Wednesday, April 16, 2008

Jazz'll Make You Think

In my continuing quest to add CD's that are part of the core jazz collection as spelled out by Penguin, I added a few more nuggets to my collection earlier this week. They were:

-Short Life of Barbara Monk by Ran Blake
-Mel Torme Swings Shubert Alley
-Sound by the Roscoe Mitchell Sextet

I've listened to each one just once. I have to take issue with Sound. I read where this is a landmark album and I've already noted it as part of Penguin's core collection. It is also a Crown collection pick. Unfortunately, it's crap. I actually listened to this while falling asleep on Monday night, so I've actually listened to this one twice, but only once while I was awake. It caused me to ask myself one simple question: What is the difference between music and noise? My definition of music would include the use of words such as "rhythm, time, melody, and harmony". Wikipedia says the same: "Music is an art form in which the medium is sound. Elements of music are pitch (which governs melody and harmony), rhythm (and its associated concepts tempo, meter and articulation),dynamics, and the sonic qualities of timbre and texture." Sound does not have any of that. I mean, I'm impressed the guy can make a trumpet sound like a fart and then like an ambulance speeding down a gravel road, or whatever. And I'm glad he can find a way for sleigh bells, gongs, penny whistles, recorders and an assortment of cymbals and castinets to be used in one song, even if it is 26 minutes long. But is that music? I mean, if you tried to write down Sound as a score, could it even be done? I don't believe it could. If I'm right, then, is it music? It's got plenty of timbre and texture and the medium is certainly sound, but I think the sound of me cleaning the fish tank has all that, plus some rhythm and dynamics to boot. Maybe I should make a CD of me cleaning the fish tank!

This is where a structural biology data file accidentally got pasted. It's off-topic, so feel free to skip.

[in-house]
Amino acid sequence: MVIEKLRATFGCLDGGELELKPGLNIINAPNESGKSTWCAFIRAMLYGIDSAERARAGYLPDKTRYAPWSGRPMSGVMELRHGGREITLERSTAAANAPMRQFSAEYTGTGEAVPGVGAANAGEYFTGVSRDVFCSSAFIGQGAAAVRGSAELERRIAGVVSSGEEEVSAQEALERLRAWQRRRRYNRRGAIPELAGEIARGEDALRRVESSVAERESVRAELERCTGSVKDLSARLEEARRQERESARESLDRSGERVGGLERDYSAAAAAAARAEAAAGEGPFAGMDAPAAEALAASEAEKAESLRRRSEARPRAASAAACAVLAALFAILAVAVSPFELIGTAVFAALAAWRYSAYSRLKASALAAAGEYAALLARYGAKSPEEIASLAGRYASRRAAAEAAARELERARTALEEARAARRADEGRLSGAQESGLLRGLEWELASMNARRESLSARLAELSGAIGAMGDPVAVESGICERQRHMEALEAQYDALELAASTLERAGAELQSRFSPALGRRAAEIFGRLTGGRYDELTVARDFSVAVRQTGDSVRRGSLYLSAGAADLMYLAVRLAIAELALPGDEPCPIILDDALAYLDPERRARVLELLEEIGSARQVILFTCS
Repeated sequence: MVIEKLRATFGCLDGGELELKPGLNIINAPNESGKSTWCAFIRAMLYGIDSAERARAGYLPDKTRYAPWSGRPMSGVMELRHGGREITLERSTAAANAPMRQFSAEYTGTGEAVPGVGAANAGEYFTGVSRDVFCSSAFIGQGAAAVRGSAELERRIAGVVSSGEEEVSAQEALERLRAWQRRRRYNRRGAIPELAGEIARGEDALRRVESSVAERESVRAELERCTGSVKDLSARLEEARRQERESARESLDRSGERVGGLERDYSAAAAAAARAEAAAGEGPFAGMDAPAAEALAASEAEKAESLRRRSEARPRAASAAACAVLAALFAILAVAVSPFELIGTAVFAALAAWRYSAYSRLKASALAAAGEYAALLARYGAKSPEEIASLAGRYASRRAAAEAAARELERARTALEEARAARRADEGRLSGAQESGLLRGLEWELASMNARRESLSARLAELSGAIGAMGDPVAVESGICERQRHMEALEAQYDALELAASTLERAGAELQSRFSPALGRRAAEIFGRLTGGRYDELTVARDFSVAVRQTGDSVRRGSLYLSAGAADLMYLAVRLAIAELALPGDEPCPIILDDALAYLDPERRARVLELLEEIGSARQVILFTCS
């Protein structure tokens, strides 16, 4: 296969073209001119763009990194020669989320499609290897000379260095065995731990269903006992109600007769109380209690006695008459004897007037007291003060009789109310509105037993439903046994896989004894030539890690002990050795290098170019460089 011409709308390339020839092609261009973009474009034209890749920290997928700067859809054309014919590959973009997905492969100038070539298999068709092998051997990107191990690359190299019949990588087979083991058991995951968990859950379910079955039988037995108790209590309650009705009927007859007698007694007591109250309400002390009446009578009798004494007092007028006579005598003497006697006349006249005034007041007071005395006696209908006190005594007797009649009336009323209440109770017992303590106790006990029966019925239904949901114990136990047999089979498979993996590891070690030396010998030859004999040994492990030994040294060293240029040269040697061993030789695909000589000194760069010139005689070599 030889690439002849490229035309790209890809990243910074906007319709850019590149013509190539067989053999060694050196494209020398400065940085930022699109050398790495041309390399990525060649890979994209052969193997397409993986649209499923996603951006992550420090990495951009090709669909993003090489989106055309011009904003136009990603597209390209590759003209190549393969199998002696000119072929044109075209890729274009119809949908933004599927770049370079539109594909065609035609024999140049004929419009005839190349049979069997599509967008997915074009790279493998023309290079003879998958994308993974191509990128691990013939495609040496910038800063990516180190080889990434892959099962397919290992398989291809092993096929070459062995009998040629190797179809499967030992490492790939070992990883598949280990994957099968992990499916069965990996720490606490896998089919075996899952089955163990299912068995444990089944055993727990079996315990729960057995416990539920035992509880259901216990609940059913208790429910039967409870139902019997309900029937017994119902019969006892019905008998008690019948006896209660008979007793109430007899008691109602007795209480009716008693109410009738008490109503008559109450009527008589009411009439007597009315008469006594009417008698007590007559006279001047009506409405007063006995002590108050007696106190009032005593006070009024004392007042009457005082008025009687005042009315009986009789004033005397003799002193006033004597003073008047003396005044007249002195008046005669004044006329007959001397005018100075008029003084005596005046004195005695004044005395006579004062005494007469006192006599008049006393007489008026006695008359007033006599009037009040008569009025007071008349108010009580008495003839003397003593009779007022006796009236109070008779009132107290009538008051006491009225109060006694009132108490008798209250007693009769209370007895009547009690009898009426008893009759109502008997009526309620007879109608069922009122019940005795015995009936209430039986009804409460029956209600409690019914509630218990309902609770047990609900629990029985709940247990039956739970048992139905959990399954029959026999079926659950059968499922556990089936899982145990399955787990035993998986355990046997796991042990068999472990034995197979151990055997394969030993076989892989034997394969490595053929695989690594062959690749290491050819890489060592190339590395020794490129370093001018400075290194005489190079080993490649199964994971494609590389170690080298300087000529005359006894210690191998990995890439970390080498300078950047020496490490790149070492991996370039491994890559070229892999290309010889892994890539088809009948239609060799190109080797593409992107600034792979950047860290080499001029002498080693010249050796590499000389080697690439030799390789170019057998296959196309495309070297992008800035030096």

All I can say is, when you've listened to a bit of music, you ought to be able to hum it when it is over. If you reach the end of whatever you are listening to and can't hum it, I would question if that qualifies for music. I'm sort of amazed that Mitchell and the producers of his record used a title like "Sound". I suppose they realized its more fitting title, "Noise", wouldn't sell many albums. As it is, only hype has managed to sell this CD since, because there is no music on there. Maybe years from now, or even weeks from now, I will feel differently. Eventually, I came around to Eric Dolphy (but I can hum one or two of his songs). Maybe there is a root that my brain will eventually tap into that will allow me to understand and appreciate the significance of this monumental work. I don't know. I pretty much doubt it. I think I just have to admit that if you are into Roscoe Mitchell and his Sound, you are much smarter than me.

Or, maybe, not.

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